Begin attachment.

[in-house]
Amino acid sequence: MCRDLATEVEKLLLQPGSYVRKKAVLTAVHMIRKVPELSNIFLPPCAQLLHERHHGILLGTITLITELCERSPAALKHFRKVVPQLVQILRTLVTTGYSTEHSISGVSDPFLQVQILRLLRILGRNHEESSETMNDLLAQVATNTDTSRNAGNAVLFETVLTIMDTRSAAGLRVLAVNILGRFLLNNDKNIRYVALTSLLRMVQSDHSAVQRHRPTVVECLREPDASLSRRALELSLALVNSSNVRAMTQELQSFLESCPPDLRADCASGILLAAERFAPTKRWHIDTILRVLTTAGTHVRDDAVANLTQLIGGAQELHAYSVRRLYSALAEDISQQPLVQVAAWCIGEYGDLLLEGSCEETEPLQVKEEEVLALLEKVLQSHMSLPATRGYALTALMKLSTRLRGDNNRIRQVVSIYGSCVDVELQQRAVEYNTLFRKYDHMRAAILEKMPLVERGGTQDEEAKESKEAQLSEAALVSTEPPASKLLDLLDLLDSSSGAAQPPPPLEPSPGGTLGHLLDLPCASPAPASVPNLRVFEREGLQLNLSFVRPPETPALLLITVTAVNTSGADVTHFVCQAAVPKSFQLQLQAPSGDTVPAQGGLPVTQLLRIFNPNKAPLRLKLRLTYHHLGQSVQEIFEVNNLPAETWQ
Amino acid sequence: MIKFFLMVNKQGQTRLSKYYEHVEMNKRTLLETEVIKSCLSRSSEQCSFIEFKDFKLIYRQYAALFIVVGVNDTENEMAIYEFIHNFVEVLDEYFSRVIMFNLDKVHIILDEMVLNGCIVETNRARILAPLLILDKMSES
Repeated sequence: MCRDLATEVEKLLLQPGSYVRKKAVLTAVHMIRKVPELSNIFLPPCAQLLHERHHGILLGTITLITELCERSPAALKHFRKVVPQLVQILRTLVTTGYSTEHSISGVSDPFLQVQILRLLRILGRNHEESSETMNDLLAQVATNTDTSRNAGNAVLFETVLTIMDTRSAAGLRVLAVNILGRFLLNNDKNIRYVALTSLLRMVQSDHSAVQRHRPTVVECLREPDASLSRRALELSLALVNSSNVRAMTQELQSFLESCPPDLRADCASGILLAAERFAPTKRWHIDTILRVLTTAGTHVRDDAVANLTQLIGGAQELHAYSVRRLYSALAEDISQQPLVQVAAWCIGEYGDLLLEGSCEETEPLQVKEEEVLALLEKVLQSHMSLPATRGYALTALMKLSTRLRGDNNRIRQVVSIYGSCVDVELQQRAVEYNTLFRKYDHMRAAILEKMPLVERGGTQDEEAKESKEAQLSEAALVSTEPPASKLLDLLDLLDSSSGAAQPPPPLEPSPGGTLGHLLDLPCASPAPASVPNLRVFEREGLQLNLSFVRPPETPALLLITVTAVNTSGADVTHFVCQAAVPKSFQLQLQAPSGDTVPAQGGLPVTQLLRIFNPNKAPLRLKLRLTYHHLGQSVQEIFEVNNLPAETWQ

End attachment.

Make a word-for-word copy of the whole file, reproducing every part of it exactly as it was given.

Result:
[in-house]
Amino acid sequence: MCRDLATEVEKLLLQPGSYVRKKAVLTAVHMIRKVPELSNIFLPPCAQLLHERHHGILLGTITLITELCERSPAALKHFRKVVPQLVQILRTLVTTGYSTEHSISGVSDPFLQVQILRLLRILGRNHEESSETMNDLLAQVATNTDTSRNAGNAVLFETVLTIMDTRSAAGLRVLAVNILGRFLLNNDKNIRYVALTSLLRMVQSDHSAVQRHRPTVVECLREPDASLSRRALELSLALVNSSNVRAMTQELQSFLESCPPDLRADCASGILLAAERFAPTKRWHIDTILRVLTTAGTHVRDDAVANLTQLIGGAQELHAYSVRRLYSALAEDISQQPLVQVAAWCIGEYGDLLLEGSCEETEPLQVKEEEVLALLEKVLQSHMSLPATRGYALTALMKLSTRLRGDNNRIRQVVSIYGSCVDVELQQRAVEYNTLFRKYDHMRAAILEKMPLVERGGTQDEEAKESKEAQLSEAALVSTEPPASKLLDLLDLLDSSSGAAQPPPPLEPSPGGTLGHLLDLPCASPAPASVPNLRVFEREGLQLNLSFVRPPETPALLLITVTAVNTSGADVTHFVCQAAVPKSFQLQLQAPSGDTVPAQGGLPVTQLLRIFNPNKAPLRLKLRLTYHHLGQSVQEIFEVNNLPAETWQ
Amino acid sequence: MIKFFLMVNKQGQTRLSKYYEHVEMNKRTLLETEVIKSCLSRSSEQCSFIEFKDFKLIYRQYAALFIVVGVNDTENEMAIYEFIHNFVEVLDEYFSRVIMFNLDKVHIILDEMVLNGCIVETNRARILAPLLILDKMSES
Repeated sequence: MCRDLATEVEKLLLQPGSYVRKKAVLTAVHMIRKVPELSNIFLPPCAQLLHERHHGILLGTITLITELCERSPAALKHFRKVVPQLVQILRTLVTTGYSTEHSISGVSDPFLQVQILRLLRILGRNHEESSETMNDLLAQVATNTDTSRNAGNAVLFETVLTIMDTRSAAGLRVLAVNILGRFLLNNDKNIRYVALTSLLRMVQSDHSAVQRHRPTVVECLREPDASLSRRALELSLALVNSSNVRAMTQELQSFLESCPPDLRADCASGILLAAERFAPTKRWHIDTILRVLTTAGTHVRDDAVANLTQLIGGAQELHAYSVRRLYSALAEDISQQPLVQVAAWCIGEYGDLLLEGSCEETEPLQVKEEEVLALLEKVLQSHMSLPATRGYALTALMKLSTRLRGDNNRIRQVVSIYGSCVDVELQQRAVEYNTLFRKYDHMRAAILEKMPLVERGGTQDEEAKESKEAQLSEAALVSTEPPASKLLDLLDLLDSSSGAAQPPPPLEPSPGGTLGHLLDLPCASPAPASVPNLRVFEREGLQLNLSFVRPPETPALLLITVTAVNTSGADVTHFVCQAAVPKSFQLQLQAPSGDTVPAQGGLPVTQLLRIFNPNKAPLRLKLRLTYHHLGQSVQEIFEVNNLPAETWQ